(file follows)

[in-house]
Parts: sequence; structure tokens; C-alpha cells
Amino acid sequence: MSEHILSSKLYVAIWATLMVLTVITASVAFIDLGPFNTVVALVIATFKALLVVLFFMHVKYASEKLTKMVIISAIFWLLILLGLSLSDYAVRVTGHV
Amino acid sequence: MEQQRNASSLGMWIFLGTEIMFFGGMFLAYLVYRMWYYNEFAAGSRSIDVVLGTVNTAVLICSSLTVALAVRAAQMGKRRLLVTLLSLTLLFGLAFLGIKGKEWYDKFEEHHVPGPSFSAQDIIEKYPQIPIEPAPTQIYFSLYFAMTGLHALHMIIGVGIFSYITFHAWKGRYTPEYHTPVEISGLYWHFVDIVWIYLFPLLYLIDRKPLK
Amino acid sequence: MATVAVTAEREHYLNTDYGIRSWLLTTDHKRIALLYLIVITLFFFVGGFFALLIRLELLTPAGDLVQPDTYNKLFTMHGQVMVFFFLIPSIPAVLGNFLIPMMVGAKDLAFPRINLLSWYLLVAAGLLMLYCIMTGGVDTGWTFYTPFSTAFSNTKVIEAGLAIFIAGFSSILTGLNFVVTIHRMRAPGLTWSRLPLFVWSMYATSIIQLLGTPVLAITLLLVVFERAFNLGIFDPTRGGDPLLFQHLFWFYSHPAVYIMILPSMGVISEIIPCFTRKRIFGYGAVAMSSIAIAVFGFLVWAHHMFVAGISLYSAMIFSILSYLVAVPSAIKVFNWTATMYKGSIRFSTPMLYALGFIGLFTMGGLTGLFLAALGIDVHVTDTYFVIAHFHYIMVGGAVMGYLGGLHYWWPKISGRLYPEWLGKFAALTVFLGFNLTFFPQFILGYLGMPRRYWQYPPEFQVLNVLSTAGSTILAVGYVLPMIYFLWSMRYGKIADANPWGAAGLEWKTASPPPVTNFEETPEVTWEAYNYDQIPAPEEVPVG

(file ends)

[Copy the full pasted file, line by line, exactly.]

[in-house]
Parts: sequence; structure tokens; C-alpha cells
Amino acid sequence: MSEHILSSKLYVAIWATLMVLTVITASVAFIDLGPFNTVVALVIATFKALLVVLFFMHVKYASEKLTKMVIISAIFWLLILLGLSLSDYAVRVTGHV
Amino acid sequence: MEQQRNASSLGMWIFLGTEIMFFGGMFLAYLVYRMWYYNEFAAGSRSIDVVLGTVNTAVLICSSLTVALAVRAAQMGKRRLLVTLLSLTLLFGLAFLGIKGKEWYDKFEEHHVPGPSFSAQDIIEKYPQIPIEPAPTQIYFSLYFAMTGLHALHMIIGVGIFSYITFHAWKGRYTPEYHTPVEISGLYWHFVDIVWIYLFPLLYLIDRKPLK
Amino acid sequence: MATVAVTAEREHYLNTDYGIRSWLLTTDHKRIALLYLIVITLFFFVGGFFALLIRLELLTPAGDLVQPDTYNKLFTMHGQVMVFFFLIPSIPAVLGNFLIPMMVGAKDLAFPRINLLSWYLLVAAGLLMLYCIMTGGVDTGWTFYTPFSTAFSNTKVIEAGLAIFIAGFSSILTGLNFVVTIHRMRAPGLTWSRLPLFVWSMYATSIIQLLGTPVLAITLLLVVFERAFNLGIFDPTRGGDPLLFQHLFWFYSHPAVYIMILPSMGVISEIIPCFTRKRIFGYGAVAMSSIAIAVFGFLVWAHHMFVAGISLYSAMIFSILSYLVAVPSAIKVFNWTATMYKGSIRFSTPMLYALGFIGLFTMGGLTGLFLAALGIDVHVTDTYFVIAHFHYIMVGGAVMGYLGGLHYWWPKISGRLYPEWLGKFAALTVFLGFNLTFFPQFILGYLGMPRRYWQYPPEFQVLNVLSTAGSTILAVGYVLPMIYFLWSMRYGKIADANPWGAAGLEWKTASPPPVTNFEETPEVTWEAYNYDQIPAPEEVPVG